The City of Santa Monica seems to get a lot of money for a lot of prototype projects.
Thanks to a grant from CalRecycle’s Tire Derived Product program, more than 5,000 tires were diverted from landfills, incineration and illegal dumping and used to create innovative products that facilitate life in Santa Monica.
By recycling tires into crumb rubber, the City of Santa Monica’s Resource Recovery & Recycling Division (RRR) has inspired the Boardwalk to the Sea. 298 rubberized planks were recently installed on the beach north of the Santa Monica Pier as an extension to the existing wooden boardwalk. The Boardwalk to the Sea offers individuals with disabilities (ADA) access to the sea at high tide.
Recently, rubber bumpers were installed in trash enclosures to alleviate damage to walls and doors when pushing and pulling trash, recycling and food waste bins to the trucks for collection. It’s estimated approximately 2,500 passenger tire equivalents were reused for the purpose of quieting bin enclosures, diverted them from the landfill.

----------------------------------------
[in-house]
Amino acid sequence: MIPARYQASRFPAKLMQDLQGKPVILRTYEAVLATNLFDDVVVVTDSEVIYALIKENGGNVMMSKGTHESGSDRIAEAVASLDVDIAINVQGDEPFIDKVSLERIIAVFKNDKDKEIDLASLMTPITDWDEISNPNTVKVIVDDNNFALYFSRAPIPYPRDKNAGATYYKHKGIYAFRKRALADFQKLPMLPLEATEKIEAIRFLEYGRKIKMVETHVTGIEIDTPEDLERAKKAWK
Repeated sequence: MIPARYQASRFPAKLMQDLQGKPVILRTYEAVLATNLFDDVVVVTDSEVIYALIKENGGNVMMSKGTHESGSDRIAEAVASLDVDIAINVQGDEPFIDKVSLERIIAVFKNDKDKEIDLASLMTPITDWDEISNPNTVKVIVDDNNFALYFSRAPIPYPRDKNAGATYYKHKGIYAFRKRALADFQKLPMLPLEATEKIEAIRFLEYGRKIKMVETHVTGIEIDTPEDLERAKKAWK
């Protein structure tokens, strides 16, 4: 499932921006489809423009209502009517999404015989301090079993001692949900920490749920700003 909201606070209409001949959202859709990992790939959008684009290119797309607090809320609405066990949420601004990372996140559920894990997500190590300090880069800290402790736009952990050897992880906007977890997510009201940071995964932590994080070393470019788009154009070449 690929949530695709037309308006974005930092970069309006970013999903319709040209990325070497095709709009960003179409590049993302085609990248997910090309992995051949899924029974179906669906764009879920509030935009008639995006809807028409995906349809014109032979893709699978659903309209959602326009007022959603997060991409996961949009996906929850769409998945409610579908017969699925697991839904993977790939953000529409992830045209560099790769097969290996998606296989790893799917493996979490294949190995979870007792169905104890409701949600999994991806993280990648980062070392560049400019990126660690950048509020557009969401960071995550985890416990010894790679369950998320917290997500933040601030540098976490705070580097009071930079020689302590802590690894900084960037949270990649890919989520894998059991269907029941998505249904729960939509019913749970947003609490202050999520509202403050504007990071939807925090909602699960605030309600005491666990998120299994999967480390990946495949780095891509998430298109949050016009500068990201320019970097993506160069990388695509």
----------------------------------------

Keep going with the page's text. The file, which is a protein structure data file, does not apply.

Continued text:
Another innovation, curb ramps, facilitate city staff in the pushing and pulling or recycling, trash and food waste bins. Designed to fit snugly in the curb gutters, these ramps allow employees to easily maneuver the very heavy dumpsters off of the curbs to the collection trucks. These rubber ramps, made from approximately 440 tires, are stored in the collection vehicles. As a result, injuries to employees have lessened when using this tire derived product.
L.A. County has partnered with CalRecycle in using scrap tires in roadway rehabilitation projects. Scrap tires could be used to make rubberized asphalt concrete and slurry for use on road maintenance and resurfacing projects. It has many advantages and benefits over regular asphalt concrete. The County uses it in many of its street rehabilitation projects and chances are you have driven on rubberized asphalt concrete.
In Los Angeles County, approximately 10 million waste tires are generated annually.